Uruguay is in the southeastern part of South America. It’s the second smallest nation on that continent. It has boundaries with Argentina, Brazil, and the Atlantic Ocean. The capital city is Montevideo. The official name is “República Oriental del Uruguay” (Oriental Republic of Uruguay). It enjoys a mild climate, with its seasons being the opposite of those in North America. June is the coolest month with an average temperature of 15 C (59 F) and January is warmest with an average temperature of 25 C (77 F).
Uruguay was first explored in the 1500s by only a few Spaniards who landed on the “Banda Oriental” or the East Bank of the Uruguay River. They were forced away by the native Charrúa people. Roman Catholic missionaries arrived in 1624 and established permanent missions and villages. About 55 years later, Brazilian Portuguese founded the town, Colonia de Sacramento to rival Buenos Aires, Argentina. The settlement of that town marked the focus of rivalry between Spain and Portugal in South America.
In 1726, the area became part of the Spanish-Argentine viceroyalty of La Plata and the city of Montevideo was founded. As a result of the Napoleonic Wars, the British invaded the La Plata region in 1806 and occupied Buenos Aires and Montevideo until they were forced out in 1807. It is at this historical point that Uruguay’s national hero enters the historical stage.
José Gervasio Artigas was born on June 19, 1764 in Montevideo. His childhood was spent in the Banda Oriental. The culture of the Gauchos (cowboys), who roamed the area, influenced his beliefs and habits. Artigas joined a local militia, in which, he rose through the ranks and was given command of a frontier company. Artigas was promoted to General and saw action against Spain during Argentina’s independence fights in 1811.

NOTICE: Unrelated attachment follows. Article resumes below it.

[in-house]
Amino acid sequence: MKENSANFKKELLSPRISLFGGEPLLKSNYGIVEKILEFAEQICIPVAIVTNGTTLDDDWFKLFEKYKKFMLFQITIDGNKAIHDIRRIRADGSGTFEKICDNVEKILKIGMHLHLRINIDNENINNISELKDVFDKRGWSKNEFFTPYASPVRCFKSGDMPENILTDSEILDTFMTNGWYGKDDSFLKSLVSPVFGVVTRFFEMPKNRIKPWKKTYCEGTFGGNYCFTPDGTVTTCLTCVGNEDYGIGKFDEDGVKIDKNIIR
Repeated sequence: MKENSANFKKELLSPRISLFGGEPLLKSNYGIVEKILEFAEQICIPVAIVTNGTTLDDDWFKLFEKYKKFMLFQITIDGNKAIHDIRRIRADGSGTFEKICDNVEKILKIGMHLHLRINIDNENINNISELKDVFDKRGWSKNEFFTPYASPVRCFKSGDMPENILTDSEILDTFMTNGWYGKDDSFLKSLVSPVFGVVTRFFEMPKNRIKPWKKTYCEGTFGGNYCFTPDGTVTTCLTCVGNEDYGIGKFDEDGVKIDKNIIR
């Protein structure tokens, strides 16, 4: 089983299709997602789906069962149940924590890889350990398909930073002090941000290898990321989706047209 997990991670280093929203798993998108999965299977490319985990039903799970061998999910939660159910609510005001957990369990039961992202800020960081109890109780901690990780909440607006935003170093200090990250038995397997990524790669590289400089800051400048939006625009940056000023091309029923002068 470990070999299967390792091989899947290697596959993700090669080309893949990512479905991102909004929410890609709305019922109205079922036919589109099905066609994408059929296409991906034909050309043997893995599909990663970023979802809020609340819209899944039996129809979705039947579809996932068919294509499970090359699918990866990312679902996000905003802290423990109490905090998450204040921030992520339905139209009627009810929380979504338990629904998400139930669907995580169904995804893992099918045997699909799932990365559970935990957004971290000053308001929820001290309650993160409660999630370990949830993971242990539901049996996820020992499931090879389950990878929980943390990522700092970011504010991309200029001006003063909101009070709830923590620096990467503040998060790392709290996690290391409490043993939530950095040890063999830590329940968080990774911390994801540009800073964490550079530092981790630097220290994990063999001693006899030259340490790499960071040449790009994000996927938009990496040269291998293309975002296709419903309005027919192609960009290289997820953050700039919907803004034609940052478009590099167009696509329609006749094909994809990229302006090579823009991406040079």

Artigas organized the League of the Free Peoples in 1814. He liberated Montevideo from the control of Argentinian Unitarian federales. Then, in 1815, Banda Oriental and Artigas were sent to the Buenos Aires assembly with instructions to create the Federation of Uruguayan States. The delegation was denied a hearing so they returned home to declare the Banda Oriental’s independence from Spain.
As La Banda fought for separation from Spain and Argentina, they formed the Federal League and invited other provinces to join them in forming a national system. Buenos Aires felt threatened by the new-found prestige of the Federal League and took forceful actions against Montevideo.
The Argentines tacitly approved of the Portuguese invasion of the Banda Oriental in August of 1816. Celebrated Argentine revolutionary hero and diplomat, Carlos Maria de Alvear headed the capture of Montevideo. Alvear promised the Banda patriots that he intended to turn the city over to them. Alvear’s forces attacked the Banda troops by surprise, but Artigas eluded the trap.
Early the next year, the Portuguese forces of Carlos Frederico Lecor captured Artigas and his deputies. However, the independence battles continued for three more years in the countryside. The Brazilian-Portuguese sent Artigas into exile to Paraguay in September of 1820. He was then banished, in turn, by the dictator of Paraguay. Artigas effectively disappeared from the political environment of Uruguay.
During Artigas’ exile a group of Banda patriot compadres of the general formed the “33 Orientals”. The fighters led a series of coups and counter coups. Uruguay was finally free of Argentina and Brazil but continued a turbulent early history. It wasn’t until 1903, that Uruguay finally achieved some measure of political stability.
In 1845, Artigas turned down offers to return to Uruguay and continued to live in Paraguay until his death, September 23, 1850.